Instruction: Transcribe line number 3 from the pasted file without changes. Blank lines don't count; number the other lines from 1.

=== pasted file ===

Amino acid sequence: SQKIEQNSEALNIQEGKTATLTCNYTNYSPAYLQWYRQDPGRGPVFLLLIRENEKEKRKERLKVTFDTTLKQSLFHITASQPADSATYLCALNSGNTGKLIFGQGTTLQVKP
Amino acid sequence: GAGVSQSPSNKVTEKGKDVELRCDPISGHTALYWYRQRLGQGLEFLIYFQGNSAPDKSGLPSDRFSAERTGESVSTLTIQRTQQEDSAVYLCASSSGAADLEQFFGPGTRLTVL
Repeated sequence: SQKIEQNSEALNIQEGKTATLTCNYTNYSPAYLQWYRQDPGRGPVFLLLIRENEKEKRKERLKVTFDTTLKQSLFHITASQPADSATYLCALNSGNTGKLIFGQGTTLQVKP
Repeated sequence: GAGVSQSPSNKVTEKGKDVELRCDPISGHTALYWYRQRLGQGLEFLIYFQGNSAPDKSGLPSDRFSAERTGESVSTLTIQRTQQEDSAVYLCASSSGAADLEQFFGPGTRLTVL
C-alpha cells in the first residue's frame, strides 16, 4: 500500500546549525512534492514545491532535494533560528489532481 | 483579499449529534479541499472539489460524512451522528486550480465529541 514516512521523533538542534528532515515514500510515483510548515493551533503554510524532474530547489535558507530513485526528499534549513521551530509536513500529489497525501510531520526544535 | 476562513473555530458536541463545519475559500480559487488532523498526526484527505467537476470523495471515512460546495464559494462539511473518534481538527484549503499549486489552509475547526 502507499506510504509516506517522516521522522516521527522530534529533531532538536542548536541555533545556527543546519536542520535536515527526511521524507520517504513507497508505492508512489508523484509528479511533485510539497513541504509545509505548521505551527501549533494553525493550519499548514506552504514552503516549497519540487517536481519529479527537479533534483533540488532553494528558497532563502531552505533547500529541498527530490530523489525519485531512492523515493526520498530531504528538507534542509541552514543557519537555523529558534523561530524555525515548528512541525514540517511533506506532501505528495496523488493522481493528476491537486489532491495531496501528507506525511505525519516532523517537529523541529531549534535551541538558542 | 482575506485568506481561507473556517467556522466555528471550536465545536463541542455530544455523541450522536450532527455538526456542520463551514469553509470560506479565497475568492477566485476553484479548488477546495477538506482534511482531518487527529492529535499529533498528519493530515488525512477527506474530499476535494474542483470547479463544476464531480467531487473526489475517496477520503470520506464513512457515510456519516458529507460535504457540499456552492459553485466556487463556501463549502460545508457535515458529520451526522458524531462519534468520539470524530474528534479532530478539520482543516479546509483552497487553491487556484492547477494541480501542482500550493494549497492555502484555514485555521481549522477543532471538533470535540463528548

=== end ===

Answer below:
Repeated sequence: SQKIEQNSEALNIQEGKTATLTCNYTNYSPAYLQWYRQDPGRGPVFLLLIRENEKEKRKERLKVTFDTTLKQSLFHITASQPADSATYLCALNSGNTGKLIFGQGTTLQVKP